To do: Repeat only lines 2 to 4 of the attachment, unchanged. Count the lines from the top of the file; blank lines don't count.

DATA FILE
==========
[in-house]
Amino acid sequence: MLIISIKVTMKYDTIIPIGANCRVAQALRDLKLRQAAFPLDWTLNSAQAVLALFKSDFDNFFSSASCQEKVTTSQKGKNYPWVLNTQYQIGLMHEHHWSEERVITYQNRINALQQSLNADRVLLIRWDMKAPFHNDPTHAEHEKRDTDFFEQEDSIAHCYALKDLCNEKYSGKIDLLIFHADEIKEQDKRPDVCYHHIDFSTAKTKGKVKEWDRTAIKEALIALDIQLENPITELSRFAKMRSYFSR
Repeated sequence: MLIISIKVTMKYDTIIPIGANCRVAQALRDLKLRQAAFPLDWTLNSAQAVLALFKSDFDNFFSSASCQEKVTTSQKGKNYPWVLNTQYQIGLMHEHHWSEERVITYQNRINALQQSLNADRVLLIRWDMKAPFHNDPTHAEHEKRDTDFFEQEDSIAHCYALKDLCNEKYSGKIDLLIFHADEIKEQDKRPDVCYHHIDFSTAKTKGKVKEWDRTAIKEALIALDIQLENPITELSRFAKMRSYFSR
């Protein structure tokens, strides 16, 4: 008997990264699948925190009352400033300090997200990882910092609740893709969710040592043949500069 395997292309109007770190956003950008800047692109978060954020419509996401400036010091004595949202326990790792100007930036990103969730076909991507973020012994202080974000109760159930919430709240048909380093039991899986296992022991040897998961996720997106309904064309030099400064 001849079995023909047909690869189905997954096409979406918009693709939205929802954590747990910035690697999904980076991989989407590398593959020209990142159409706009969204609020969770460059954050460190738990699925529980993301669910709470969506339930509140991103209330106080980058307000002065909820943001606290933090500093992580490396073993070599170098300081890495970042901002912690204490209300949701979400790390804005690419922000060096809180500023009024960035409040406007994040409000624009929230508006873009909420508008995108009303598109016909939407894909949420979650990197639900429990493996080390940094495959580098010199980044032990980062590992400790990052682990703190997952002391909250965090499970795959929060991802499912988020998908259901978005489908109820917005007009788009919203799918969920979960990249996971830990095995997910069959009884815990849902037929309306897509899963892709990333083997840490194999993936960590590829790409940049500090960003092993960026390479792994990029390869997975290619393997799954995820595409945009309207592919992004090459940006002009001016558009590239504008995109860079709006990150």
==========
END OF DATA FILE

Amino acid sequence: MLIISIKVTMKYDTIIPIGANCRVAQALRDLKLRQAAFPLDWTLNSAQAVLALFKSDFDNFFSSASCQEKVTTSQKGKNYPWVLNTQYQIGLMHEHHWSEERVITYQNRINALQQSLNADRVLLIRWDMKAPFHNDPTHAEHEKRDTDFFEQEDSIAHCYALKDLCNEKYSGKIDLLIFHADEIKEQDKRPDVCYHHIDFSTAKTKGKVKEWDRTAIKEALIALDIQLENPITELSRFAKMRSYFSR
Repeated sequence: MLIISIKVTMKYDTIIPIGANCRVAQALRDLKLRQAAFPLDWTLNSAQAVLALFKSDFDNFFSSASCQEKVTTSQKGKNYPWVLNTQYQIGLMHEHHWSEERVITYQNRINALQQSLNADRVLLIRWDMKAPFHNDPTHAEHEKRDTDFFEQEDSIAHCYALKDLCNEKYSGKIDLLIFHADEIKEQDKRPDVCYHHIDFSTAKTKGKVKEWDRTAIKEALIALDIQLENPITELSRFAKMRSYFSR
């Protein structure tokens, strides 16, 4: 008997990264699948925190009352400033300090997200990882910092609740893709969710040592043949500069 395997292309109007770190956003950008800047692109978060954020419509996401400036010091004595949202326990790792100007930036990103969730076909991507973020012994202080974000109760159930919430709240048909380093039991899986296992022991040897998961996720997106309904064309030099400064 001849079995023909047909690869189905997954096409979406918009693709939205929802954590747990910035690697999904980076991989989407590398593959020209990142159409706009969204609020969770460059954050460190738990699925529980993301669910709470969506339930509140991103209330106080980058307000002065909820943001606290933090500093992580490396073993070599170098300081890495970042901002912690204490209300949701979400790390804005690419922000060096809180500023009024960035409040406007994040409000624009929230508006873009909420508008995108009303598109016909939407894909949420979650990197639900429990493996080390940094495959580098010199980044032990980062590992400790990052682990703190997952002391909250965090499970795959929060991802499912988020998908259901978005489908109820917005007009788009919203799918969920979960990249996971830990095995997910069959009884815990849902037929309306897509899963892709990333083997840490194999993936960590590829790409940049500090960003092993960026390479792994990029390869997975290619393997799954995820595409945009309207592919992004090459940006002009001016558009590239504008995109860079709006990150």